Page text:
May 13, 2017
Nigeria’s Crude Oil: A Curse or Blessing?
Nigerian writer, Idris Abubakar Katagum has evaluated the depth of the Resource Curse theory in Nigeria as he focuses on the economic impact of crude oil proceeds.
First discovered in Oloibiri, a village in the creeks of Niger-Delta, crude oil or black gold as nicknamed in comparison with the precious metal has been a source of controversy for many years, as regards its impact on the development and general economy of the Nigerian nation.
Many a pundit has fruitfully argued that oil has been more of a curse than a blessing to Nigeria. Others are of the opinion that oil can never be a curse, since it has brought riches and fame to this part of the world. Whether oil is a curse or a blessing depends on the spectacle through which one chooses to view the entire phenomena behind the three (3) lettered word.
The oil boom, over four (4) decades ago, has brought about dramatic increase in revenue generation and further brought the country in to limelight as the largest producer of oil in sub-Saharan Africa. According to the oil and gas journal, the Nigerian government has received over 500 billion US dollars in oil and gas revenues over the last forty five (45) years. During this time, Nigeria was globally recognised as the largest exporter of crude oil in Africa and was ranked sixth (6th) largest exporter in the world, and as such the country has gained a louder voice in the community of nations.
However, despite the huge wealth and fame it has brought, oil has also brought misery, wretchedness, woes and war. Even with the prodigious revenue realised as the proceeds of oil exploration and processing, Nigeria has over the years sustain a progressively elevated level of abject paucity, underdevelopment, augmented corruption as well as total and senseless defilement of the natural environment.
According to the National Bureau of Statistics (NBS), 112.519 million Nigerians live in horrible poverty as at 2012, and a 2014 report by World Bank put the Nigeria’s poverty rate at 33.1%.
The quest and subsequent exploration of oil has brought about issues of environmental degradation, which has continued to leave sour spots across many oil communities. Ogoniland, which until recently was left in anguish as a result of oil spillage, is an example of communities that have suffered serious damages. Many plants and animals species, which are extremely beneficial to man, are day-by-day being confronted with imminent danger of extinction due to the action of harmful chemicals and other hazards, associated with oil drilling and processing. Gas flaring, another lethal operation in crude oil refining has in no small measure polluted the ambient air with carcinogenic and a good number of other deadly substances, beyond the threshold limit value (TLV), thereby rendering it unsafe for inhalation, and at the same time increasing the concentration of greenhouse gases, which are responsible for the incessant warming of the globe. While oil may arguably be a decent source of revenue, the impairment it causes to the environment cannot be quantified in monetary value.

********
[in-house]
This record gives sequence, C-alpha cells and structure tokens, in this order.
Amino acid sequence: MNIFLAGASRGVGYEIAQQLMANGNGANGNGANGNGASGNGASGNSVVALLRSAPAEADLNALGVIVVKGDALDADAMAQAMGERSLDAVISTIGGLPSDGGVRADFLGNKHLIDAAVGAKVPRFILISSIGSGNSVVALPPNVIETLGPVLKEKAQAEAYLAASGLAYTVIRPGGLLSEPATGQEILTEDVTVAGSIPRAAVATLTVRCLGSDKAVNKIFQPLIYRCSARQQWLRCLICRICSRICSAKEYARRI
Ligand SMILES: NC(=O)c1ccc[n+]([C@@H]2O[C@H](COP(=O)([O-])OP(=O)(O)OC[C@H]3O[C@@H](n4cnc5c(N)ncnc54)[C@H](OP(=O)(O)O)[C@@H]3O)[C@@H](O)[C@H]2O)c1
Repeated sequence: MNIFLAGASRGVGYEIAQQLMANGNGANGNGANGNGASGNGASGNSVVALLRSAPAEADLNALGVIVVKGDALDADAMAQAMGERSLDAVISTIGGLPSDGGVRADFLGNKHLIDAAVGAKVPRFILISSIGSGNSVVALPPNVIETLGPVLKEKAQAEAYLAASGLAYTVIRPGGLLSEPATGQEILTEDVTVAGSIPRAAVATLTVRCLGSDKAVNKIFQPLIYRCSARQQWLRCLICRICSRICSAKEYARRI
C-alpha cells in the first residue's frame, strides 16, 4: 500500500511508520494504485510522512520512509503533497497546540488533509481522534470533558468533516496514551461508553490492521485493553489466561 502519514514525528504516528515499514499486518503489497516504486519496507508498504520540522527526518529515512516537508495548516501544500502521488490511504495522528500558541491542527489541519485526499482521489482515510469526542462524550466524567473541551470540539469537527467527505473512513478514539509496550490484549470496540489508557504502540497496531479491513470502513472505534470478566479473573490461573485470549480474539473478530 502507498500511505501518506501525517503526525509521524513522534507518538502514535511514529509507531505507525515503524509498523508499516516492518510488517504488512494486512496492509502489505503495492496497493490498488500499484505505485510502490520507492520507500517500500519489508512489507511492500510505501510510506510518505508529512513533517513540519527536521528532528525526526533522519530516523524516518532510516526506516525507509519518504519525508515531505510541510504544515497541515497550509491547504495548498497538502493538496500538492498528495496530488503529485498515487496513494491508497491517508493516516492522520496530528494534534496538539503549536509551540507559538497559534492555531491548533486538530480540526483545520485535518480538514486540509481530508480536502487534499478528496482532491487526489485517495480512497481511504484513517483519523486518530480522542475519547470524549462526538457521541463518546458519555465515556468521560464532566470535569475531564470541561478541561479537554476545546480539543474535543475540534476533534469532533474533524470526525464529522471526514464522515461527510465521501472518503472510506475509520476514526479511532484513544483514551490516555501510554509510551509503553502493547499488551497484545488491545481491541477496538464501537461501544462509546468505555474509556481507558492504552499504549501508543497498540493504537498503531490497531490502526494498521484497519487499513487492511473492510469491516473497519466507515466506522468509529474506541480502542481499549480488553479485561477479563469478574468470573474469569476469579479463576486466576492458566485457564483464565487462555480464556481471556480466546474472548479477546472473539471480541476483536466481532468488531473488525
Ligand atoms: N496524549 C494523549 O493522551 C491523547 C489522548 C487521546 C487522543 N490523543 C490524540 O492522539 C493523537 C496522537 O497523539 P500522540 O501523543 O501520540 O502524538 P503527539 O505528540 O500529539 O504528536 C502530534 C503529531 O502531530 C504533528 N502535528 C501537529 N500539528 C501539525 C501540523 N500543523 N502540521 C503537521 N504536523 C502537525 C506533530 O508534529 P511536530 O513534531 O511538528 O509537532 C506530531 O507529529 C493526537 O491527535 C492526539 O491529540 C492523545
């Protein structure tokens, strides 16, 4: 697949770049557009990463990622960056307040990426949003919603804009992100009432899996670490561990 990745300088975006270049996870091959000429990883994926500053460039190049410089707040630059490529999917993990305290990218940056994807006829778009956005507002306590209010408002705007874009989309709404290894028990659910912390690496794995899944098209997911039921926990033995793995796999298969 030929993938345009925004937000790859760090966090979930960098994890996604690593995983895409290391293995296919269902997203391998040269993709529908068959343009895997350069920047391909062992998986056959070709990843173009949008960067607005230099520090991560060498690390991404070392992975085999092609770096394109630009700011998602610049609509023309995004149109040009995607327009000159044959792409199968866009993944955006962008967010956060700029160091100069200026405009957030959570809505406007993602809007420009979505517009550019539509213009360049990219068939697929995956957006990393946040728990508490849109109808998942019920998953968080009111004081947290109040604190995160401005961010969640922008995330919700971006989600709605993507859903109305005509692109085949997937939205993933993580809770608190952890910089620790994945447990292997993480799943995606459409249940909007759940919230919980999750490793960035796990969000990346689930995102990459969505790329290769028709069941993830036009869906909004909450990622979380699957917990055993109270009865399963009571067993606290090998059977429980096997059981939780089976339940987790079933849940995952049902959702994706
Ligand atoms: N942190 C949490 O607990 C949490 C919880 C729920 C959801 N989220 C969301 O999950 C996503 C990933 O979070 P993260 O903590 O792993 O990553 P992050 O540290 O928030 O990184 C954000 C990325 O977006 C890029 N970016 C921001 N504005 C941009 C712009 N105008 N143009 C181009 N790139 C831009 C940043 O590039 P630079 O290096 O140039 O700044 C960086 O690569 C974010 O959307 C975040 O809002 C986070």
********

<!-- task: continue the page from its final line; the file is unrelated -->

The decline in the competitiveness of other economic sectors such as agriculture and manufacturing was also as a result of the oil boom. The unearthing of oil has deterred us from painstaking planning needed to craft a robust economy that will provide job for our teeming population, generate reasonable revenue for the government and earn the country sufficient foreign exchange. Agriculture which the country was widely known for, prior to the advent of the black gold has now virtually fizzled out, and we have become radical importers of all sorts of foods. The groundnut pyramid in the north and the colossal farming of cocoa in the south have all, to some extent, largely owed their disappearance to the overdependence on oil revenue.
Another woe associated with oil is war. Severe internal crises have continued to thrive in most oil producing communities. The immediate and remote cause of militancy in these regions is nothing but oil. The people of these regions feel marginalised in sharing the resources they considered theirs, and hence their decision to take up arms against the perceived biggest beneficiaries of the oil proceeds.
Even with all these atrocities perpetrated as a consequence of oil, it will amount to blasphemy for one to out rightly infer that “oil is a curse than a blessing”. As countered by many, it is the management of this resource that is a curse rather than the oil itself. But without oil, perhaps one wouldn’t have to bother about the management.